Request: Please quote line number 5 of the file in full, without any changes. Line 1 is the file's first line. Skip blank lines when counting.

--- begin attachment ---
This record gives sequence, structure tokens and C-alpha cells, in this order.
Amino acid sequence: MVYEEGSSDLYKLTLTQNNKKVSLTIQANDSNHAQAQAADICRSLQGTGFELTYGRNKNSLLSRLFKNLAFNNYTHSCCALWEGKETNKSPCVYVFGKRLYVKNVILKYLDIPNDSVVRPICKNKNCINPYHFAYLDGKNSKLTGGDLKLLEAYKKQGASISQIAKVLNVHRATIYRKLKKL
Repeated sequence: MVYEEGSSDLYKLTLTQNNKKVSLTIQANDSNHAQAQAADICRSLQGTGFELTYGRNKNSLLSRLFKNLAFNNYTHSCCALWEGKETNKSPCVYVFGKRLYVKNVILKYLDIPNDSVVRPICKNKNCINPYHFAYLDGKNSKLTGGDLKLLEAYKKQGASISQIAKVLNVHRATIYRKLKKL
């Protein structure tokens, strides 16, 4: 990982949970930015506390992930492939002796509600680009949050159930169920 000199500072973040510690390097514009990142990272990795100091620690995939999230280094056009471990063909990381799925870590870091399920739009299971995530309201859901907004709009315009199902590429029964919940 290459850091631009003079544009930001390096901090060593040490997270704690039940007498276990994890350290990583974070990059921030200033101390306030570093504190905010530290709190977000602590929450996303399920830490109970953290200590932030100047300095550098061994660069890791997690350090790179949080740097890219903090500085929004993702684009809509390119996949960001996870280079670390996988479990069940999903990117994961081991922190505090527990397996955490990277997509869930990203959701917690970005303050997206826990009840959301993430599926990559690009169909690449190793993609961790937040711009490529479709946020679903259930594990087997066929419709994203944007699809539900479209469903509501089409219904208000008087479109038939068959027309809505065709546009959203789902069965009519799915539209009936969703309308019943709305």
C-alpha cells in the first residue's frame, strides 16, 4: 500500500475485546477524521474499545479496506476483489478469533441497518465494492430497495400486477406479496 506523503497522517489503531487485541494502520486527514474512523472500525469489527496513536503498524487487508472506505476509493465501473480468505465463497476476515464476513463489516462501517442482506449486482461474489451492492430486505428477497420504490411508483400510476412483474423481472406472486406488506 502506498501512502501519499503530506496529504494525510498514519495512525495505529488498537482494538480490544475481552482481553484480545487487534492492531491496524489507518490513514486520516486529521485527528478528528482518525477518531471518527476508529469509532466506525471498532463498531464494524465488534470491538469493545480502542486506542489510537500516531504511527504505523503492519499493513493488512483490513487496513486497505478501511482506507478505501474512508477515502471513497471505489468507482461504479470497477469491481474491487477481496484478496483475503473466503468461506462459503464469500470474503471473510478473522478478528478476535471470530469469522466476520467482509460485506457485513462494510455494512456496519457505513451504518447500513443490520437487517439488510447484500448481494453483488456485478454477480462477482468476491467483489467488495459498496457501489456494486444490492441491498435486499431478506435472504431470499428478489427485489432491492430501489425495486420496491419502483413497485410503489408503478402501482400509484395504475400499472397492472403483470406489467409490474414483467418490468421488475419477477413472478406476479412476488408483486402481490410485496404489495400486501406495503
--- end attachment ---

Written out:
C-alpha cells in the first residue's frame, strides 16, 4: 500500500475485546477524521474499545479496506476483489478469533441497518465494492430497495400486477406479496 506523503497522517489503531487485541494502520486527514474512523472500525469489527496513536503498524487487508472506505476509493465501473480468505465463497476476515464476513463489516462501517442482506449486482461474489451492492430486505428477497420504490411508483400510476412483474423481472406472486406488506 502506498501512502501519499503530506496529504494525510498514519495512525495505529488498537482494538480490544475481552482481553484480545487487534492492531491496524489507518490513514486520516486529521485527528478528528482518525477518531471518527476508529469509532466506525471498532463498531464494524465488534470491538469493545480502542486506542489510537500516531504511527504505523503492519499493513493488512483490513487496513486497505478501511482506507478505501474512508477515502471513497471505489468507482461504479470497477469491481474491487477481496484478496483475503473466503468461506462459503464469500470474503471473510478473522478478528478476535471470530469469522466476520467482509460485506457485513462494510455494512456496519457505513451504518447500513443490520437487517439488510447484500448481494453483488456485478454477480462477482468476491467483489467488495459498496457501489456494486444490492441491498435486499431478506435472504431470499428478489427485489432491492430501489425495486420496491419502483413497485410503489408503478402501482400509484395504475400499472397492472403483470406489467409490474414483467418490468421488475419477477413472478406476479412476488408483486402481490410485496404489495400486501406495503